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Sunday, July 14, 2013

The Power of the Shadow

I just upgraded my computer, yay!  Well, actually the Resident Geek did the upgrading (thank you, dear!)  I got a new solid state drive that opens Windows and programs like lightning, and I got a new Nvidia GeForce GTX 670 video card (the Resident Geek is hollering, "with TWO gigabytes of memory and a factory overclock!"  I figured that this would be a shoo-in for running Second Life, even with the advanced lighting model and shadows enabled.

And in fact, it does a great job!  I don't see any marked improvement over my previous GTX 560 Ti, but then again I am driving two new, larger monitors (27 inches, 2560x1440 pixels).

But as an experiment, I enabled my GPU-Z monitoring utility and watched what happened when I ran SL.

At idle, with nothing going on, the card loafs along at about 35-40 deg C, fan at 30%, GPU load at zero to 4%, power at about 12%.

With Second Life running, and water reflections, windlight, and local lights on, the power consumption goes up to about 45-50%, the GPU load goes up to about 30-40%.  Temperatures on the GPU rise to around 50-55 deg C.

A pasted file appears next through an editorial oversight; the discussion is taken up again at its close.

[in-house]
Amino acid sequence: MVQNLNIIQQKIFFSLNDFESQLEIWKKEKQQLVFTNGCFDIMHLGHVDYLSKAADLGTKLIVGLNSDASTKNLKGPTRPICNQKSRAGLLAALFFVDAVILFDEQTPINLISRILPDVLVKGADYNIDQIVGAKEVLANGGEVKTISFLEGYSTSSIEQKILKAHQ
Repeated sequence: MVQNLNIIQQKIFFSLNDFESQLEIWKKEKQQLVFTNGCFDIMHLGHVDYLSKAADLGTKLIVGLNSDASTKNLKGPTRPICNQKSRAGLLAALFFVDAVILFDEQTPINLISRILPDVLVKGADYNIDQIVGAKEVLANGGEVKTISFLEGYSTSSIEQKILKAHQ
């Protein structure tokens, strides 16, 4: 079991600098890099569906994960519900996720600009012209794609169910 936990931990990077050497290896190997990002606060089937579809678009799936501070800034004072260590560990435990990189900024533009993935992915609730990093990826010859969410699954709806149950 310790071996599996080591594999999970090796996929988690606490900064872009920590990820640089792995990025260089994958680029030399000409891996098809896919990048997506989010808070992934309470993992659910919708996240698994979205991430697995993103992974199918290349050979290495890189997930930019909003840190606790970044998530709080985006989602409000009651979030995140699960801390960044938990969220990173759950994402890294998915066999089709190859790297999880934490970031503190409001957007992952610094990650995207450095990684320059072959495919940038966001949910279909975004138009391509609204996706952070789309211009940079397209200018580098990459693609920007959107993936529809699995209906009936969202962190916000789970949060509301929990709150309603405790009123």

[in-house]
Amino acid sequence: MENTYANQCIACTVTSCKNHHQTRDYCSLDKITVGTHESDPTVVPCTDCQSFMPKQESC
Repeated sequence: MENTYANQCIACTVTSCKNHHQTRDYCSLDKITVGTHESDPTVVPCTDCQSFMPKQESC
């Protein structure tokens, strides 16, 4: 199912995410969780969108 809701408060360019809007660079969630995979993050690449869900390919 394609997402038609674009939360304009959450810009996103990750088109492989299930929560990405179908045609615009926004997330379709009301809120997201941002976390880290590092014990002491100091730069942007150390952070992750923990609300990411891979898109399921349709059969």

But when I enable the advanced lighting model and shadows...wow.  Power consumption leaps to 100%, sometimes even a few percent over.  GPU load goes to 98-99%.  Fan speed increases to about 60%, and temperatures rise up to 87-90 deg C!

I always knew shadows put a huge demand on a graphics card, because they cut my frame rate almost in half.  But this was an eye-opener.  It is amazing how much the new "eye candy" demands from even "high end" video cards.

I was concerned when I saw those 90 degree temperatures (remember, that's degrees Celsius, where 100 is the boiling point of water.)  I have always tried to keep my electronics under about 60 deg C.  But the Geek did some research and it turns out that modern graphics cards are designed to run hot.  I should not get worried unless the temps start to edge into the high 90's or low 100's.

I also verified something else I'd read:  Second Life does NOT benefit from an SLI setup (multiple graphics cards in one computer.)  While my primary card was running hard and hot, its companion continued strolling along, completely unaffected.  (I'm not disappointed.  We got the second card mostly to help with rendering 3D scenes and models and for other Adobe graphics products.)

So, if you want to run SL on "Ultra" graphics settings, get the best card you can afford and give it plenty of cooling.  I don't think I'd ever do it with a laptop...I'd be afraid of second degree thigh burns.

UPDATE, August 13 --
The latest drivers, or maybe a change in LL's server code, have improved my numbers while running shadows!  Temperatures are down around 75C, power and GPU loads have dropped by half.  I am not sure what happened, but I'm happy about it!

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